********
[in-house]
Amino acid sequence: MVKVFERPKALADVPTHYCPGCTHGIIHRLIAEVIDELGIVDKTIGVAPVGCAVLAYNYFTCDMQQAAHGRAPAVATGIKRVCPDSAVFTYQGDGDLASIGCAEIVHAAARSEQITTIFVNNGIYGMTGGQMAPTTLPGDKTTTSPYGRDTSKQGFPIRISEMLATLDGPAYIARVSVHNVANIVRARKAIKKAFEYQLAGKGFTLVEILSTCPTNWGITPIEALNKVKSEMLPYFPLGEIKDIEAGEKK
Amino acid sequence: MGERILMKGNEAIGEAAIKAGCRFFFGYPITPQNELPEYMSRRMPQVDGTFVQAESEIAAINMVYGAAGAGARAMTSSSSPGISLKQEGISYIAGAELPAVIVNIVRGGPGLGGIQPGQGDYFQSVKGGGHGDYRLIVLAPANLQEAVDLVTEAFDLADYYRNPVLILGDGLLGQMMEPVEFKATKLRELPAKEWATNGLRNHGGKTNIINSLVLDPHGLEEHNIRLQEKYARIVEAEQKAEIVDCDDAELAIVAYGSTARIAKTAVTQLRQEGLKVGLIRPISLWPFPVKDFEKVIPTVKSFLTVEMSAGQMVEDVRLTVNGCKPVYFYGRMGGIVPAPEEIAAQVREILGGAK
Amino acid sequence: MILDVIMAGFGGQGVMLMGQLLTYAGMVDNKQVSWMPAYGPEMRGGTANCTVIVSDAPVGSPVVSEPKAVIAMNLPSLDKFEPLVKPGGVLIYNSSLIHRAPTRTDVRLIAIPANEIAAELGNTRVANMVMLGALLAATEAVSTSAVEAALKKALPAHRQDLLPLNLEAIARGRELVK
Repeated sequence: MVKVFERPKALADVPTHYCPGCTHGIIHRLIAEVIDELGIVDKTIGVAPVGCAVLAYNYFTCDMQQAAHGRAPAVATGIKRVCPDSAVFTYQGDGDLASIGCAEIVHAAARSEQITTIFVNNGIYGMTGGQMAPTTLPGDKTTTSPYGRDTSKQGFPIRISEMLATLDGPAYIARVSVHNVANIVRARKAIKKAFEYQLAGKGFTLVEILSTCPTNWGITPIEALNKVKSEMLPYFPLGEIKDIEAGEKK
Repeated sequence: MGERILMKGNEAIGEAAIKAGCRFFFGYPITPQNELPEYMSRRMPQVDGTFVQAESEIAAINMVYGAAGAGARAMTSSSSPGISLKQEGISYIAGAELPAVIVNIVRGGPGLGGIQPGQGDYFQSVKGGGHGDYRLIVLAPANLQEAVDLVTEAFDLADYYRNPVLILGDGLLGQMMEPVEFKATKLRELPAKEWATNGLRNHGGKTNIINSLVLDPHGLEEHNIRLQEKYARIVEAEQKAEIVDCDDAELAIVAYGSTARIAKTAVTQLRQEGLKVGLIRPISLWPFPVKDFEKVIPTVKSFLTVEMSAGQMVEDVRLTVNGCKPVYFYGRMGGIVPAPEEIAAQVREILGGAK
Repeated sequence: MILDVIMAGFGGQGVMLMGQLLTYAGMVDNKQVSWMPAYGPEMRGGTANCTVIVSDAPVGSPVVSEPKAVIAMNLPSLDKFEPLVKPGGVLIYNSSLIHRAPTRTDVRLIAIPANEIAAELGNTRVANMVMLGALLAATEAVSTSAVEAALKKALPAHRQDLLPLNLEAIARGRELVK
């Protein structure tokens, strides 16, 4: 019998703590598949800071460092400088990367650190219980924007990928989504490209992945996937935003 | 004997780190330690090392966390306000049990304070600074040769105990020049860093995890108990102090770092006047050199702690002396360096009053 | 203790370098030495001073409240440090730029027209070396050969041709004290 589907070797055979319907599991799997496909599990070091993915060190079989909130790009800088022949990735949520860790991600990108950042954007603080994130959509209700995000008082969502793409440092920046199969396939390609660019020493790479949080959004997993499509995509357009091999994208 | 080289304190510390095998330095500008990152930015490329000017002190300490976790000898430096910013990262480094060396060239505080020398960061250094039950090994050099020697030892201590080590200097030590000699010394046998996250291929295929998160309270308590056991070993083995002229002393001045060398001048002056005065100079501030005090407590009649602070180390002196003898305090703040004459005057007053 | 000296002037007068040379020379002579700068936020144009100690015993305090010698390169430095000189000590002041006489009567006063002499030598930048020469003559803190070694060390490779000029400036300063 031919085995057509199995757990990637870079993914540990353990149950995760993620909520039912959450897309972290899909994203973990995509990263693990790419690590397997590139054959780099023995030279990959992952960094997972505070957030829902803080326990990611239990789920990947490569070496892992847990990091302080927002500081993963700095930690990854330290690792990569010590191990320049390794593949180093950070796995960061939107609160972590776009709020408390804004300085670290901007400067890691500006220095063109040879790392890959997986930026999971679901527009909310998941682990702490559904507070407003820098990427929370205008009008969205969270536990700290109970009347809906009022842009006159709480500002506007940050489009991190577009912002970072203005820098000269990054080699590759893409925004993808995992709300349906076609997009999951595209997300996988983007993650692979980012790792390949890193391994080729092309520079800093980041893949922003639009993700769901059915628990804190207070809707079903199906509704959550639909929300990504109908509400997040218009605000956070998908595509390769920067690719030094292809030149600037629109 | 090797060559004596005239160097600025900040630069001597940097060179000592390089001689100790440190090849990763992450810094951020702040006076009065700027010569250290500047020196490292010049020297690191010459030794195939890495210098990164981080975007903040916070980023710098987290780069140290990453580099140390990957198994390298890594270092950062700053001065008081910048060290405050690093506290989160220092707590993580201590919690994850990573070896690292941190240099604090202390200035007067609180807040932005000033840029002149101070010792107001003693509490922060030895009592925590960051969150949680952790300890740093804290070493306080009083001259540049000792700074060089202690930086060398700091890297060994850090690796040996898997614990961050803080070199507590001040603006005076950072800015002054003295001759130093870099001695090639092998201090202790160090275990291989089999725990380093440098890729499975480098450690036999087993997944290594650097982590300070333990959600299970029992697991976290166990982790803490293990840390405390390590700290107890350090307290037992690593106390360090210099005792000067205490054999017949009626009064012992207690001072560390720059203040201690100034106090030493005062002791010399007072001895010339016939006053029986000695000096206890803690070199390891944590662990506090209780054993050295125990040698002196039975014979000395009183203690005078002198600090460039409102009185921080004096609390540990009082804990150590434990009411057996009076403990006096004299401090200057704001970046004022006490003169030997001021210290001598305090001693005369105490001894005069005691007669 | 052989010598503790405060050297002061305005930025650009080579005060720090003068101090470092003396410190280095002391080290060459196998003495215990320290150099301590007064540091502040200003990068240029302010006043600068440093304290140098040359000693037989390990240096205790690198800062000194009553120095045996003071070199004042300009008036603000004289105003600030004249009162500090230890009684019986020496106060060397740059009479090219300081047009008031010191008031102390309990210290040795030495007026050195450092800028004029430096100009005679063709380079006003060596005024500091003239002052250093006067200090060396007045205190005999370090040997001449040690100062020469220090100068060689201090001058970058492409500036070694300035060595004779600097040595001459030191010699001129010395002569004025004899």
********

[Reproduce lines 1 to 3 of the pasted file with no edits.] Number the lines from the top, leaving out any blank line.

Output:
[in-house]
Amino acid sequence: MVKVFERPKALADVPTHYCPGCTHGIIHRLIAEVIDELGIVDKTIGVAPVGCAVLAYNYFTCDMQQAAHGRAPAVATGIKRVCPDSAVFTYQGDGDLASIGCAEIVHAAARSEQITTIFVNNGIYGMTGGQMAPTTLPGDKTTTSPYGRDTSKQGFPIRISEMLATLDGPAYIARVSVHNVANIVRARKAIKKAFEYQLAGKGFTLVEILSTCPTNWGITPIEALNKVKSEMLPYFPLGEIKDIEAGEKK
Amino acid sequence: MGERILMKGNEAIGEAAIKAGCRFFFGYPITPQNELPEYMSRRMPQVDGTFVQAESEIAAINMVYGAAGAGARAMTSSSSPGISLKQEGISYIAGAELPAVIVNIVRGGPGLGGIQPGQGDYFQSVKGGGHGDYRLIVLAPANLQEAVDLVTEAFDLADYYRNPVLILGDGLLGQMMEPVEFKATKLRELPAKEWATNGLRNHGGKTNIINSLVLDPHGLEEHNIRLQEKYARIVEAEQKAEIVDCDDAELAIVAYGSTARIAKTAVTQLRQEGLKVGLIRPISLWPFPVKDFEKVIPTVKSFLTVEMSAGQMVEDVRLTVNGCKPVYFYGRMGGIVPAPEEIAAQVREILGGAK